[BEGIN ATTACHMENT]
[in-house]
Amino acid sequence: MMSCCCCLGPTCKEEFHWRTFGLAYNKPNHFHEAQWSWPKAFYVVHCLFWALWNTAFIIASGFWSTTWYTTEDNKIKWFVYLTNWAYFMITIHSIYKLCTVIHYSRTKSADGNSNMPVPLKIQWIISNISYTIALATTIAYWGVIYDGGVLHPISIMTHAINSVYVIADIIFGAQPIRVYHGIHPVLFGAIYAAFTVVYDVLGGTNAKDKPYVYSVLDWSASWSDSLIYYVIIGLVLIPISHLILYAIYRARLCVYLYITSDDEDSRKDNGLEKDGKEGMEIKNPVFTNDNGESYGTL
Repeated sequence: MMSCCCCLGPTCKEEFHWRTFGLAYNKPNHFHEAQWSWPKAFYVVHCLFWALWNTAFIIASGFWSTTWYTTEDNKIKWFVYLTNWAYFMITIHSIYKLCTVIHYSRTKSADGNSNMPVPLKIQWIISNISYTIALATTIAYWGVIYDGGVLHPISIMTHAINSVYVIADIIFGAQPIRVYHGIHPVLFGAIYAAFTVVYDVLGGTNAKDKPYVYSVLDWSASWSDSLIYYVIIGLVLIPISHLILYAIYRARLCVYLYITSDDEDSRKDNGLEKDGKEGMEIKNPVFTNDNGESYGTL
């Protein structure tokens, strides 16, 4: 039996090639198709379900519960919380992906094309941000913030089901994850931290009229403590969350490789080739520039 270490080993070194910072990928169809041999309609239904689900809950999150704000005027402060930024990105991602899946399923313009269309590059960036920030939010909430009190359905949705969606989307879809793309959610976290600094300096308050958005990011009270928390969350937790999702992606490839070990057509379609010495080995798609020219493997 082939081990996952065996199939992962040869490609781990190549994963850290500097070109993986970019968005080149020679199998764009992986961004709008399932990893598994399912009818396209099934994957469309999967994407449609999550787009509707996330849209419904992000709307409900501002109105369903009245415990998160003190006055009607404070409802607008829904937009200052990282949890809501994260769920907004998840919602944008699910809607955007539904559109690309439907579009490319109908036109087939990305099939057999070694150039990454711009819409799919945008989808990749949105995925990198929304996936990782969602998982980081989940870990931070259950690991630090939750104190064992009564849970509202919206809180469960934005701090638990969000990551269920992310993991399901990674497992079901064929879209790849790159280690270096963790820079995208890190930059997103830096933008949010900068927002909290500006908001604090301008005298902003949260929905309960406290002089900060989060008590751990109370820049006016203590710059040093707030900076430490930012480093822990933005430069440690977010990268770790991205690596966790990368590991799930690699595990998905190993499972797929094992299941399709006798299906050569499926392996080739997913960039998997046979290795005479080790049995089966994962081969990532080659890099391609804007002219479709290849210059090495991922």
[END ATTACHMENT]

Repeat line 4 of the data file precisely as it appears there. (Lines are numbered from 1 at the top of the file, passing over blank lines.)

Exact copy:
């Protein structure tokens, strides 16, 4: 039996090639198709379900519960919380992906094309941000913030089901994850931290009229403590969350490789080739520039 270490080993070194910072990928169809041999309609239904689900809950999150704000005027402060930024990105991602899946399923313009269309590059960036920030939010909430009190359905949705969606989307879809793309959610976290600094300096308050958005990011009270928390969350937790999702992606490839070990057509379609010495080995798609020219493997 082939081990996952065996199939992962040869490609781990190549994963850290500097070109993986970019968005080149020679199998764009992986961004709008399932990893598994399912009818396209099934994957469309999967994407449609999550787009509707996330849209419904992000709307409900501002109105369903009245415990998160003190006055009607404070409802607008829904937009200052990282949890809501994260769920907004998840919602944008699910809607955007539904559109690309439907579009490319109908036109087939990305099939057999070694150039990454711009819409799919945008989808990749949105995925990198929304996936990782969602998982980081989940870990931070259950690991630090939750104190064992009564849970509202919206809180469960934005701090638990969000990551269920992310993991399901990674497992079901064929879209790849790159280690270096963790820079995208890190930059997103830096933008949010900068927002909290500006908001604090301008005298902003949260929905309960406290002089900060989060008590751990109370820049006016203590710059040093707030900076430490930012480093822990933005430069440690977010990268770790991205690596966790990368590991799930690699595990998905190993499972797929094992299941399709006798299906050569499926392996080739997913960039998997046979290795005479080790049995089966994962081969990532080659890099391609804007002219479709290849210059090495991922």